The full list of courses that have been
accredited/validated and moderated by IATQuO are
accreditation/validation and moderation involve?
Accreditation, or validation, is an initial process whereby
a TESOL training course is scrutinised by an external body employing highly
qualified and experienced professionals to ascertain that the course
conforms to certain minimal internationally acceptable standards.
Subsequent, periodic scrutiny to ensure that those standards
are being maintained is known as moderation.
Reports are submitted by IATQuO to the training organisation
on completion of each validator’s or moderator’s visit for action where
necessary. These reports may be made available for trainees to consult at
the discretion of the training organisation.
The following TESOL Certificate courses have been validated and
moderated by IATQuO TT Madrid
If it is one
of the schools/courses in the list on this
website, it will be bona fide.
two teacher training courses are identical,
even if they are inspired by the same model or
The fact that the "parent" course has been
externally validated does not mean that all
derivative courses benefit from that validation.
Each course has to undergo its own validation
Good examples of this are the courses offered by
the International House network. Although each
of their courses is validated by Cambridge under
their CELTA scheme, each has to undergo its own
validation and assessment processes.
We have been
made aware that an increasing number of
Teacher Training Centres claim to be IATQuO
validated. Only those in the
list above are.
Some in good
faith, have been told that by buying into
a TEFL International programme they get
automatic accreditation by IATQuO; this is a
lot of PELT TESOL (Practical English
programmes claimto be validated by IATQuo:
only one has applied for partial validation and
The onlineITTTcoursehave applied for partial
validation/accreditation and has
intending teacher should make the following three
registering for any TESOL training course:
1. Check the exact address and location of a
specific course, with the local
telephone number - note that an international or
national "toll free call"
number is almost certainly NOT the day to day number
of the course site.
2. Contact the Director of Studies, preferably by
phone, ask for his name,
(his credentials or experience), and ask some simple
questions about the
course and the location.
3. Contact the quoted accrediting/validating body
direct to ascertain their
credentials and to discover whether they have in
fact validated the centre
that interests you.
(The quoted accrediting/validating body should have
at least a website link,
a valid email address, a telephone number and a
If any of this information is not available, dubious
or inaccurate, warning
bells should sound!
It may take a little time, the cost of an
international phone call or two,
and that should be it. But a few
dollars/pounds/euros spent in this way may
well prevent a subsequent loss of 2000 or more!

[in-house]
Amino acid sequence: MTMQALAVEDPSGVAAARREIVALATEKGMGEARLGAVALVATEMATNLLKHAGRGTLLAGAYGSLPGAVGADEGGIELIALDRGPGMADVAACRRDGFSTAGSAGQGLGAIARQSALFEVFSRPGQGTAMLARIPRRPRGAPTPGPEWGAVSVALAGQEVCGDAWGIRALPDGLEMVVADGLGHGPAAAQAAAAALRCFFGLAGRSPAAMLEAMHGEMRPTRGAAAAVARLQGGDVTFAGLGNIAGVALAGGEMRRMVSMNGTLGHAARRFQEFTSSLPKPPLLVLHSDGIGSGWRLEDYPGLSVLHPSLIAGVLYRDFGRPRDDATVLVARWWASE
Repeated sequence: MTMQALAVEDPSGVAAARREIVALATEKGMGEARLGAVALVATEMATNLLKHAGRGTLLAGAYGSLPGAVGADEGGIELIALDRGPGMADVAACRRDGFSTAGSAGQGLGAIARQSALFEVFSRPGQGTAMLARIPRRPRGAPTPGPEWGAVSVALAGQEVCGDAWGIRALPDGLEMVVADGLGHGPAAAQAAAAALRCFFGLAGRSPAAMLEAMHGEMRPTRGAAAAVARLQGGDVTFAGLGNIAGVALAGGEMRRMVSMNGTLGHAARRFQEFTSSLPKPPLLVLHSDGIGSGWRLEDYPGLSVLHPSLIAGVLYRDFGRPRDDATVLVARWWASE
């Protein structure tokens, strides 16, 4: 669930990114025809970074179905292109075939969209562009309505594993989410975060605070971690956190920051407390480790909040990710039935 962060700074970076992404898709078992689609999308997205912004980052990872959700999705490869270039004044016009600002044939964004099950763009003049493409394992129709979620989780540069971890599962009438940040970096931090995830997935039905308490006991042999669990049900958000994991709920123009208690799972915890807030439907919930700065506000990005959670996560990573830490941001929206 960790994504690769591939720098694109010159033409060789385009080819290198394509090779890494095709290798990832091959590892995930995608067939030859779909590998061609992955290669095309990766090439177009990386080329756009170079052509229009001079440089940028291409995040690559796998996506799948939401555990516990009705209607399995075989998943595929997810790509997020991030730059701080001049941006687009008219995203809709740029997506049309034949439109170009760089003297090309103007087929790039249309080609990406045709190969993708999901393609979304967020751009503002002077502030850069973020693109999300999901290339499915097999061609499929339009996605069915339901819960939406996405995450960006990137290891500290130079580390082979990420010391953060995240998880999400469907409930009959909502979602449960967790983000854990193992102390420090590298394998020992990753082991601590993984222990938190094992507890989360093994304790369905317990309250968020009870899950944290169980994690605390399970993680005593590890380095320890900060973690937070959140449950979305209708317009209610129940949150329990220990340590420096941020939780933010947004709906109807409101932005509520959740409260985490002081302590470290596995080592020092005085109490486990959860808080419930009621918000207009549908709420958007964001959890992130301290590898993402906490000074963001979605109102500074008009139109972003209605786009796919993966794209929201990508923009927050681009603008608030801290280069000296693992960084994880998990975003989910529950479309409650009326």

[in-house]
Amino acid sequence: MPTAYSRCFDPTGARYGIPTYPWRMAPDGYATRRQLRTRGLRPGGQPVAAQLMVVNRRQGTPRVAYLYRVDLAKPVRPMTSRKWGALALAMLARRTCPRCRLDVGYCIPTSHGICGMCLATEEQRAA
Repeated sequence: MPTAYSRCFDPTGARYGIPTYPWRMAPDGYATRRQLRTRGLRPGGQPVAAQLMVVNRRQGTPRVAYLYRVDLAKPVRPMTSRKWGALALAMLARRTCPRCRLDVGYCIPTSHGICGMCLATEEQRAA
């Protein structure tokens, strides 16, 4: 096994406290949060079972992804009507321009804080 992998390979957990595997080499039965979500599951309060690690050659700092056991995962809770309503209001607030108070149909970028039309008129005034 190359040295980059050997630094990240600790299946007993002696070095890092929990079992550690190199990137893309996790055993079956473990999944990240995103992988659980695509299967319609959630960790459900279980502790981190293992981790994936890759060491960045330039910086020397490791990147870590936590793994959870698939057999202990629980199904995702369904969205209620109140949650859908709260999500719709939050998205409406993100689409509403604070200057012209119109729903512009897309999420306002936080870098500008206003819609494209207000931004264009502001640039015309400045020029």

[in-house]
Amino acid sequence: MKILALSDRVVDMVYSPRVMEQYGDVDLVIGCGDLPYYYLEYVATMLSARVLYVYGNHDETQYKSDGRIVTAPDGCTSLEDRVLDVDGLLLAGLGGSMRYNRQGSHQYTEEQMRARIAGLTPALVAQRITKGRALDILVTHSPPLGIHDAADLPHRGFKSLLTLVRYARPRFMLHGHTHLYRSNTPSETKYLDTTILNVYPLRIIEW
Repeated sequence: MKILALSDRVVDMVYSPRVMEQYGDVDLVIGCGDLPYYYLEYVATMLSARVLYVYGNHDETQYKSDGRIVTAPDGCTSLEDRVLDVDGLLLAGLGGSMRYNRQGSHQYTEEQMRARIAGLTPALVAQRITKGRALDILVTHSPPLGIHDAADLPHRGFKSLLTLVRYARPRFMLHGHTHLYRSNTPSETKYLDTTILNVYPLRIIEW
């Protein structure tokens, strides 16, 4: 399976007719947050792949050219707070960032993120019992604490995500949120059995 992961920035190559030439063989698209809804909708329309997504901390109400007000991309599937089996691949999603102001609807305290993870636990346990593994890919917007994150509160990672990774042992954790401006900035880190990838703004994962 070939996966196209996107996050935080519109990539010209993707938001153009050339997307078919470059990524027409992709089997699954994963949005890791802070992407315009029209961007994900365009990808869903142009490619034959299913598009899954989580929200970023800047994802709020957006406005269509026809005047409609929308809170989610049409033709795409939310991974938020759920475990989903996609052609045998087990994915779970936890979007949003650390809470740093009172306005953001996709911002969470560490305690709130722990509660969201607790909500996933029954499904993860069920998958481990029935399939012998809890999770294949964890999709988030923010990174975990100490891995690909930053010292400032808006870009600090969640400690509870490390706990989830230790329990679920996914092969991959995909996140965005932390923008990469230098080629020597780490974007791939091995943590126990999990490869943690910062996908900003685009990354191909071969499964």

There should be absolutely no
need to pay any deposit until the above checks have
A further check you can make if you live in the
country, or if you have a
friend living in the country, is to ask to visit the
centre: no trustworthy
teacher training centre should refuse access.
Finally, an intending teacher should be aware that
accrediting/validating bodies are not validating
bodies but simply associations. It is
very simple to become a member by paying a small
online course cannot receive a validation a Combined course- The International
TEFL Corporation TESOL Combined
CourseITTT has now received validation
completion of such a course would indicate that
the trainee has a sound understanding of the
underlying theory and practice of English
Grammar and Phonology and of different
approaches to the learning and teaching of
to situations where English is learned and
taught in an environment where English is not
used on a daily basis in either an official or
unofficial capacity. Examples – Italy,
TESLTeaching English as a Second Language
This applies to situations where
English is learned and taught in an environment
where English is used on a daily basis in either
an official or unofficial capacity but where the
mother tongue of the learners is normally a
language other than English.
Examples – India, Singapore, U.K.
TESOLTeaching English to Speakers of Other Languages
This term is
used for both the TEFL and TESL situations,
where the mother tongue of the learners is NOT
TESOL is also
the name of the largest organisation of teachers
of English world wide, with its headquarters in
Washington, D.C. There are many autonomous
national affiliates in the Americas, Europe and
TEALTeaching English as an Acquired/Additional Language
This term, in
either of its forms, is
now widely used in situations where English is
taught to non native speakers in a native
English speaking country. Examples – U.K.,
TESNLTeaching English to Speakers of the National
This is a a term created by IATQuO. It is a more
local form of TESOL, where teachers of English
in a specific
country teach students of that same country.
English Language Teaching
term for the teaching of English in any of the
English for Special Purposes
The term is
used for the particular English required for
special situations. Examples – English required
in business situations, for academic purposes,
or in the tourism industry. Some TESOL training
courses contain sub-components on teaching ESP.
English for Young Learners
training courses contain sub-components relating
specifically to teaching English to learners of
ten or under.
If you are
thinking of training to become a teacher of
English, for however short or long a period of
your life, we hope you have found this website
useful and we wish you every success in your
If you are a
course provider, we hope to see you soon as one
of our accredited/validated TESOL course